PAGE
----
Thanks for the comment, but I am on a Paleo & Gluten free diet, so we can't have the extra flour or gluten. I am needing to keep the recipe as close to it as possible without having to add flour into the recipe since there is a chance that I could become gluten intolerant. I have thickening agents such as Xanthan gum, but wouldn't exactly know how much to use. The recipe came from a good Paleo cookbook that has given us tons of other amazing meals, I just can't get this one.
    – AtlasRN
    Commented Jun 22, 2011 at 11:34
  • If you can't have gluten, use my second or third proposal. I don't see how a thickener can help you. Your problem isn't viscosity - if anything, your mixture is already way too thick. You could try gelling the daylights out of it with a gum, but 1) gums are thermosensitive - you'll have to bake one side, put it away to cool down & set (still in the pan, a removal attempt at this point will scramble it), then flip and bake the other side. 2) if you use enough gum to achieve that, it will taste of rubber. For flipping you need stickiness, not viscosity, and you have none here except eggwhite.
    – rumtscho
    Commented Jun 22, 2011 at 12:16
  • 2
    The mixture is actually not as thick as you are thinking it is. It isn't as thin as scrambled eggs, but not thick like regular pancake mixture, which is why I thought of the xanthan gum. In my mind the recipe has to work somehow without totally altering it or else it wouldn't have made it into the book, or they would have called them scrambled pancakes not Lemon Ricotta Pancakes.
    – AtlasRN
    Commented Jun 22, 2011 at 12:44
  • 2
    If you try gum, please write how it turned out, I am very curious. I would try it myself, but I don't use whey powder. And don't trust the recipe just because it got published in a book. Maybe it doesn't work despite the publication (and there are strong signs that it doesn't).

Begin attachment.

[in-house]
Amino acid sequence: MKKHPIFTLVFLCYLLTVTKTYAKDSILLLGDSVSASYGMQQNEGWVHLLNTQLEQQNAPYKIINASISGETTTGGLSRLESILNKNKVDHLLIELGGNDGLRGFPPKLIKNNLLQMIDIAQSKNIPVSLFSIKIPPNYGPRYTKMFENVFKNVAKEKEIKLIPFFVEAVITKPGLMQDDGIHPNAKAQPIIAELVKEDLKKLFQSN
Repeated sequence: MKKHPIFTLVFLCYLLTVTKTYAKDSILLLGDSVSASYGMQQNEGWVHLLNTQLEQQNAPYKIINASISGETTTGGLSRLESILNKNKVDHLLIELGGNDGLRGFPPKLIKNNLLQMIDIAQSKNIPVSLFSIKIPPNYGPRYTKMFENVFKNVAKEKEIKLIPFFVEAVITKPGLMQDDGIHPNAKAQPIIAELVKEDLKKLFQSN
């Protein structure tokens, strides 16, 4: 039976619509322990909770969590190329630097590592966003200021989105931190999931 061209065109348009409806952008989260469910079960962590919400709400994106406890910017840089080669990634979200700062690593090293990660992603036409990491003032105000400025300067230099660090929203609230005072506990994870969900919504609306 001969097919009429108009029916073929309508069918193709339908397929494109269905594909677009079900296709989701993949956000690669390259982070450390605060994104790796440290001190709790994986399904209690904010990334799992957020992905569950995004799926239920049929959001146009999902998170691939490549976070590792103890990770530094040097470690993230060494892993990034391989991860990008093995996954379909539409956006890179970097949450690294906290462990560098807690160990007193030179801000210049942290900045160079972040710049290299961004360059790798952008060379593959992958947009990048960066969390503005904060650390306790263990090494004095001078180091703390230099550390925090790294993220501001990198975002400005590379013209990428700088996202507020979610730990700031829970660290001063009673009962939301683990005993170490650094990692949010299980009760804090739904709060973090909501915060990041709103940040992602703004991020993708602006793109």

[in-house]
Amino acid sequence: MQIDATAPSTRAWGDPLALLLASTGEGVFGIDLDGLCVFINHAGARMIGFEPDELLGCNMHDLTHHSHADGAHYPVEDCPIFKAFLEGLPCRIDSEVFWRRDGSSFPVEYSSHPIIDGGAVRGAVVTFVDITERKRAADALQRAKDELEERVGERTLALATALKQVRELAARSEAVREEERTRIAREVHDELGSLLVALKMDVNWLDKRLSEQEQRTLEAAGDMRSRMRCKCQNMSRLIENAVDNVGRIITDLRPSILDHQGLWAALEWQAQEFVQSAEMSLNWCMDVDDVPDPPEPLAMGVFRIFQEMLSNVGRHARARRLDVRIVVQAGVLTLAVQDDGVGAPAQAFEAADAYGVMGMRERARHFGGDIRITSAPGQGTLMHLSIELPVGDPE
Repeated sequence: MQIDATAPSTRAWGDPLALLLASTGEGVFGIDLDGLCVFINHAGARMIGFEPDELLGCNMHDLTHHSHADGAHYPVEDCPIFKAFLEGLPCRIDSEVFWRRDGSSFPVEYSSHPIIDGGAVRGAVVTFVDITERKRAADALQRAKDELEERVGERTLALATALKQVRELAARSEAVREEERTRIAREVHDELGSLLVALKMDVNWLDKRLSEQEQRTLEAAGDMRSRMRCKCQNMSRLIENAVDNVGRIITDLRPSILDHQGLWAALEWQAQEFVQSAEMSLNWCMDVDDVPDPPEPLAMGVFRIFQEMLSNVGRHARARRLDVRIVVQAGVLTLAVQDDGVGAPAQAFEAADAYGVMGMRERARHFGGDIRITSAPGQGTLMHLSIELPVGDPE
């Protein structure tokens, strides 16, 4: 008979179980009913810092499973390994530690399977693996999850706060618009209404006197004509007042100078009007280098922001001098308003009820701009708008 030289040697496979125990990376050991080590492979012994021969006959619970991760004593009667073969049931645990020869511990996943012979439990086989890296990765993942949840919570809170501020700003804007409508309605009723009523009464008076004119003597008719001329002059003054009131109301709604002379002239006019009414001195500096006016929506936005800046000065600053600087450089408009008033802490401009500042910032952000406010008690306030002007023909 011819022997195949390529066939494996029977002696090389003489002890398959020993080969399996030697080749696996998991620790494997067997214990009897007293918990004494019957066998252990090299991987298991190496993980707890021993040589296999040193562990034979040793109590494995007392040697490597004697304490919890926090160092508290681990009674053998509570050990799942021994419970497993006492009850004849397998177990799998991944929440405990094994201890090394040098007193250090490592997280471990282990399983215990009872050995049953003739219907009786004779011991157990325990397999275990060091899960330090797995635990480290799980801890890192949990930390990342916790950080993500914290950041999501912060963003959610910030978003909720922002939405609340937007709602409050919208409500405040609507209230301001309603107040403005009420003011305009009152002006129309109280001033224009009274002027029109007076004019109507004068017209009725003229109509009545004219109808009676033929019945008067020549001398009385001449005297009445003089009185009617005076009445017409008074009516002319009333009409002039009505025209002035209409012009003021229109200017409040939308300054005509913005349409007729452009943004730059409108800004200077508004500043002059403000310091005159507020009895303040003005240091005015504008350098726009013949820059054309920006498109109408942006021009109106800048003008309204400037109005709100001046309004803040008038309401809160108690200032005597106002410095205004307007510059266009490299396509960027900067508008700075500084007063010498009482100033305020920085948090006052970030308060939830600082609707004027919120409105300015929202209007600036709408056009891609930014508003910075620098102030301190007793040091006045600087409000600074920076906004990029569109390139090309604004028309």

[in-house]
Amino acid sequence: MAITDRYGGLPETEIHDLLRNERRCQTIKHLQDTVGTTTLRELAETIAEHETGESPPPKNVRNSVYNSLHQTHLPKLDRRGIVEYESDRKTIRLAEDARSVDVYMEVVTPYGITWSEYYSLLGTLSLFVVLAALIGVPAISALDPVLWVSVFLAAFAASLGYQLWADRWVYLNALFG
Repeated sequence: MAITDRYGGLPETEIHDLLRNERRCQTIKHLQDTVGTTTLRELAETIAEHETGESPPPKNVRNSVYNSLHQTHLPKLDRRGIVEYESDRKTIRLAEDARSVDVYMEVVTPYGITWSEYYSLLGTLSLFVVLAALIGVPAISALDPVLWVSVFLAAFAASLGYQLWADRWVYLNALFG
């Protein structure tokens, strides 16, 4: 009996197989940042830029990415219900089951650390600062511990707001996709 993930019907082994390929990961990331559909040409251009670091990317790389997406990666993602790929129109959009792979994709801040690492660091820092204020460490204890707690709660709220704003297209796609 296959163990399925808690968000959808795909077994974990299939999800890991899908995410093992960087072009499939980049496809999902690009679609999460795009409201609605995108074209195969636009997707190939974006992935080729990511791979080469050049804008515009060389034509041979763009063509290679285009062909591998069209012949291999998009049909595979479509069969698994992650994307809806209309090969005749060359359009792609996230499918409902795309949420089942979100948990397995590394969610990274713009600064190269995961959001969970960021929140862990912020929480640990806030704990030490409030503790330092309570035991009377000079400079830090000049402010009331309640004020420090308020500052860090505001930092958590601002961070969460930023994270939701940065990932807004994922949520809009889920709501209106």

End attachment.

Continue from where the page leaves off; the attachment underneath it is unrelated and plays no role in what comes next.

– rumtscho
    Commented Jun 22, 2011 at 15:29
  • First off, I bake extensively with whey protein powders (and almond flour, see cooking.stackexchange.com/questions/101122/…), and AFAIK, whey protein powders are not already "cooked". Provided the overall pH isn't too acidic, when hydrated, they can and do form fairly strong gels just like egg proteins do.
    – NSGod
    Commented Sep 24, 2019 at 22:51

Xanthan gum did the trick the next time I tried it.


I think the issue is that there isn't enough almond flour in your recipe, the ricotta and sour cream are making your batter thick, but when cooked it isn't going to bind properly. Doing a quick search of other recipes with results posted, most of them use more flour and more liquidy ingredients.


Try tapioca flour/oat flour to maintain your paleo and GF diet.

  • This does not provide an answer to the question. Once you have sufficient reputation you will be able to comment on any post; instead, provide answers that don't require clarification from the asker. - From Review
    – canardgras
    Commented Sep 24, 2019 at 14:18
  • 1
    @canardgras it actually provides an answer to the question since it solves the problem of the recipe which is lack of gluteinization caused by not having actual gluten from wheat flour by replacing it with a gluten-free alternative that might be allowed in Paleo (depending on diet specifics that OP doesn't elaborate). I agree that it could be far more complete and helpful, providing the rationale behind the solution, and that should be the improvement comment. Commented Sep 24, 2019 at 15:30

One thing that might help is using a lid while cooking the pancakes. This will trap the steam and let the upper half of the pancake cook, and set, a bit more before stress-testing its integrity - so it may have enough strength to survive a flip. Especially since from the comments it sounds like part of the problem is the batter being thin and running off the top when trying to flip the pancake - having it even partially set would likely help with that.

I've done this with omelets and with dhosas (rice crepes), to get the top to cook when it otherwise doesn't have the strength to be flipped - it may not solve the problem perfectly, but it may help.

Or else you could try making smaller pancakes. It might work to make very thin ones (like dhosas) that only need to be browned on one side and can be folded over (and flipped from there) to let the middle cook. It won't be exactly the same, more crepe-like and less fluffy, but it may be very good nevertheless.

Another option might be small sized ones, like silver dollar pancakes. A smaller volume of batter should cook (and set) a bit more evenly, so there's less of the top still being raw by the time the bottom's done. It also helps because the flipper will support a larger portion of the pancake's area from the bottom, meaning it has to hold up less weight with its own strength. The closer to the flipper the pancake breaks when trying to flip normally, the smaller a pancake will need to be to flip successfully. If the pancakes have enough integrity to scramble, they should hold up to flipping at very small pancake sizes.